Monday, June 25, 2012
Claremont residents may soon see a hike in sanitation fees. The Claremont City Council Tuesday night will discuss raising the fees because of a 2 percent spike in the Consumer Price Index (CPI).
In October 2008, the council approved raising sanitation fees in accordance with CPI on July 1 every year, if approved by the community and human services commission as well as the council. This year is no exception. The commission found that “the revenue generated by the CPI is necessary to provide the cost for ongoing operation and maintenance, labor and insurance, equipment and capital, facilities and debt.” The public is invited to comment on the subject prior to a council vote at this Tuesday’s city council meeting, which begins at 6:30 p.m. at the City Council Chamber, 225 W. Second St.
Following the sanitation hearing, the council will also take a vote on adopting the city’s 2012-2014 city budget. The council and the public reviewed the proposed budget at the last city council meeting with little negative feedback.
Total expenditures assumed for 2012-2013 are estimated at about $40.3 million. A bulk of that amount, about 85 percent, makes up operating costs with a small portion allotted for debt service and capital improvement. 2013-2014 expenditure assumptions are about $39.5 million, with ratios remaining essentially the same as the previous year. Though the budget shows a 1.2 million deficit in 2012-2013, the city expects to end with a surplus of about 463,000 in fiscal year 2013-2014.
Discussing alternative pedestrian pathways to the Claremont Hills Wilderness Park and the city’s policy on co-sponsoring community events are also up for discussion.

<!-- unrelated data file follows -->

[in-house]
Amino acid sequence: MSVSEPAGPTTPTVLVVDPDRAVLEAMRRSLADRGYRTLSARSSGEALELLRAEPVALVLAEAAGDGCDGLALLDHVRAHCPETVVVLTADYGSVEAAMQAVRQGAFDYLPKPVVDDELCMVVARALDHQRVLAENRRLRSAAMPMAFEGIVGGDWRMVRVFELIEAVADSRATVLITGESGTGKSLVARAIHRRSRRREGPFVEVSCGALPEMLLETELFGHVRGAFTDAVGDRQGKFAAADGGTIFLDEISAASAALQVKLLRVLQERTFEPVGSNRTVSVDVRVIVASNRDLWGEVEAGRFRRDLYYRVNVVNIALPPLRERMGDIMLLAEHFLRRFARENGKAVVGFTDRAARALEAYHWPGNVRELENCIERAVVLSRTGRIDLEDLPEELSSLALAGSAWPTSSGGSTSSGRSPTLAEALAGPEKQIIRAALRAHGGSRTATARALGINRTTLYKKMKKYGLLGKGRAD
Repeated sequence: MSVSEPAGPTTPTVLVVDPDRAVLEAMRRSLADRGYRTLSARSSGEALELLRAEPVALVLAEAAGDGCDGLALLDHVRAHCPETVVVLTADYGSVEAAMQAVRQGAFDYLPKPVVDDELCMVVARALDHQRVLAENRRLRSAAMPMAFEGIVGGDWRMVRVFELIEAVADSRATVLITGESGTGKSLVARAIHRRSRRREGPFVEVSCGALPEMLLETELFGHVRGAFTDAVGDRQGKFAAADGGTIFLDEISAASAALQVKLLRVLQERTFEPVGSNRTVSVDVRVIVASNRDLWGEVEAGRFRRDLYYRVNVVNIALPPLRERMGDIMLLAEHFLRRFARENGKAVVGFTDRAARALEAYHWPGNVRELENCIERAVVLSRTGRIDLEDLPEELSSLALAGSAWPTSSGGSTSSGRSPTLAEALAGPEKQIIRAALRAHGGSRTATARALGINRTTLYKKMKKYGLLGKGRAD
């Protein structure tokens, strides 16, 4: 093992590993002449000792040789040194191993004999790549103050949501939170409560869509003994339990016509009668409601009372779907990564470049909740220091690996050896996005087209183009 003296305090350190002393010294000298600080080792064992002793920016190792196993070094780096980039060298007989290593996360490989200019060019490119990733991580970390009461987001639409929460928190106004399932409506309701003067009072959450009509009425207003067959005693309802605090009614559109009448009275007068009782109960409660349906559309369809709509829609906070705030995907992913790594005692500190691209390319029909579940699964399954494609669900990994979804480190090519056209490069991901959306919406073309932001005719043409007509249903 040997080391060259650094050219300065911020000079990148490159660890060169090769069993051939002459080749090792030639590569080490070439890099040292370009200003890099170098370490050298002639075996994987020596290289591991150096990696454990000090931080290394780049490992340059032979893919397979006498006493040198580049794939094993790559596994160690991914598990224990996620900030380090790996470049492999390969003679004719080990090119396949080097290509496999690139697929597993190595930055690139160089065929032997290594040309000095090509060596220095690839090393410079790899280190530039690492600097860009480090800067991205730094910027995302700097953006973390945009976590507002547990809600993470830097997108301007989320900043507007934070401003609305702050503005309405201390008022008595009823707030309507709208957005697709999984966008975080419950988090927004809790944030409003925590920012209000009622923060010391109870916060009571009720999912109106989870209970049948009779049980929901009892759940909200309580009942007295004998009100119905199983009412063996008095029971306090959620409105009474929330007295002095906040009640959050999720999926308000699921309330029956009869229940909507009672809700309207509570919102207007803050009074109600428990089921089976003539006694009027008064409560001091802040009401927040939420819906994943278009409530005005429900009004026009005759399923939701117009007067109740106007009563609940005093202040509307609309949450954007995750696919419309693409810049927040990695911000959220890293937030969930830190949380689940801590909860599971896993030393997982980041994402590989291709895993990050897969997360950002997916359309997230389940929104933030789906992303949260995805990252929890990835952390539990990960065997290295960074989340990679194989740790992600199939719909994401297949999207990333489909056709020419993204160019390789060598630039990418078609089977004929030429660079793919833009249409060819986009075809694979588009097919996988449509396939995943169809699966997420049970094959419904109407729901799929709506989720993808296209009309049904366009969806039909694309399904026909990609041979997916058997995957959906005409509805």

Prior to its regular meeting, council members will meet in closed session Tuesday, June 26, at 4 p.m. to discuss details of a potential water acquisition, according to City Manager Tony Ramos. A report will be brought back to the public at the regular city council meeting at 6:30 p.m. The public is invited to comment on the agenda item at 4 p.m. sharp before the council recesses into closed session. View the full agenda for both the closed and regular sessions of the Claremont City Council at www.ci.claremont.ca.us.
Thursday, June 21, 2012
|Photo Courtesy Mt. Baldy Fire Department|
The Mt. Baldy Volunteer Fire Department welcomes the public to join for some food and brews at its yearly Steak Fry and Raffle Benefit to be held Saturday, June 23. The BBQ takes place from 3 p.m. to 9 p.m. at the Mt. Baldy trout pools.
Food, music, beer and prizes will help commemorate the annual fundraising event, now in its 55th year. One of the only all-volunteer fire departments in the area, the Mt. Baldy Volunteer Fire Department relies heavily on donations and money raised at its key BBQ fundraiser.